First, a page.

Fecal Analysis for Dogs & Cats in Frederick, MD

Whether you’re bringing your pet in for a routine wellness visit, or they’re having a problem that the Old Farm Veterinary Hospital team is helping you figure out, you may be asked to consent to—or help with—a fecal analysis.

What Is a Fecal Analysis?

A fecal analysis is a test examining your dog’s or cat’s stool to detect any intestinal parasites. It screens for worms (hookworms, roundworms, whipworms) and other organisms (coccidia, Giardia). The test also can detect other stool abnormalities, such as increased bacteria.

Because some pets have intestinal parasites but don’t show any obvious clinical signs of an issue, your vet may recommend this test even if your pet isn’t sick.

How Is a Fecal Analysis Performed?

We may recommend that you bring a fresh stool sample to your pet’s appointment. This sample should be placed in a clean, labeled container or a leak-proof plastic bag. 

Your pet’s stool sample then will be visually examined for worms, blood, mucus, or foreign material such as grass, bone fragments, or anything else your pet may have eaten. It also will be examined for abnormal color, consistency, or odor.

In addition to these visual analyses, we may perform a variety of other tests, and which ones we perform may depend on whether or not we suspect your pet is sick. Some of these extra fecal analysis tests may include:

  • Direct fecal smear: A small amount of stool is placed on a microscope slide, mixed with a small amount of water or saline, and examined under the microscope. This method can help identify bacteria and some single-celled parasites.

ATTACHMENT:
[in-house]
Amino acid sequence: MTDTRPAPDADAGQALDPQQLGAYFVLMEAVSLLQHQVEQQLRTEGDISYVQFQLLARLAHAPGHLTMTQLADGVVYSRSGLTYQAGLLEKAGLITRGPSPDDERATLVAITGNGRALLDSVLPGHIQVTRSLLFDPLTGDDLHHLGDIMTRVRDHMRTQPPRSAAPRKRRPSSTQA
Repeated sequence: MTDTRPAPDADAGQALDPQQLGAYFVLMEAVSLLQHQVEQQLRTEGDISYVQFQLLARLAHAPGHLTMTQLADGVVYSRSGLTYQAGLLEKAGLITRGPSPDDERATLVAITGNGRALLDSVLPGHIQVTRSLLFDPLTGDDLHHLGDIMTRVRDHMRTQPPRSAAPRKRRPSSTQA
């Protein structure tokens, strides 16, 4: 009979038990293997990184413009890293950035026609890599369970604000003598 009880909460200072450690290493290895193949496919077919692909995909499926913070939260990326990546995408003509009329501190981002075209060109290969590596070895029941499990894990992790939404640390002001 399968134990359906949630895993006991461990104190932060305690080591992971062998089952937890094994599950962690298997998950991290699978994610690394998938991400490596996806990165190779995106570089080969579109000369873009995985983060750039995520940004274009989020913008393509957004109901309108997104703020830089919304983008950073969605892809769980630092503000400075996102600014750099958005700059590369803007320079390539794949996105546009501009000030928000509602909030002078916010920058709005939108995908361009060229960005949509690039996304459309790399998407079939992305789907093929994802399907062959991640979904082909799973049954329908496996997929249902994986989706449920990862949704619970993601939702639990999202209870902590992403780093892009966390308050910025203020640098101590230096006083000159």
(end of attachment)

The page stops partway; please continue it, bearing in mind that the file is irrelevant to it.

• Fecal flotation: A sample of the stool is placed in a plastic container and mixed with a small amount of a special solution. Eggs of a parasite will float to the top of the solution, if there are any. A clean microscope slide is then placed on the rim of the container to collect these eggs, which are then examined under the microscope.
  • Fecal centrifugation: In this test, the fecal sample is prepared the same as with a fecal flotation test. Once the solution is in the tube, it’s placed into a centrifuge, which spins the tube rapidly in a circle. The spinning force inside the tube causes any heavy materials, such as fecal debris, to sink to the bottom, while lighter material, such as parasite eggs, float to the top. The eggs are then collected and examined under a microscope.
  • Other special testing: Your pet may require other fecal testing, such as if our vets suspect a Giardia infection.

Fecal Analysis for Dogs & Cats in Frederick, MD

At Old Farm Veterinary Hospital, our team of skilled veterinary professionals work hard to help your pets get healthy and stay healthy. That’s why we recommend an annual wellness exam for all pets, even when there seems to be nothing wrong with them. Schedule your appointment today!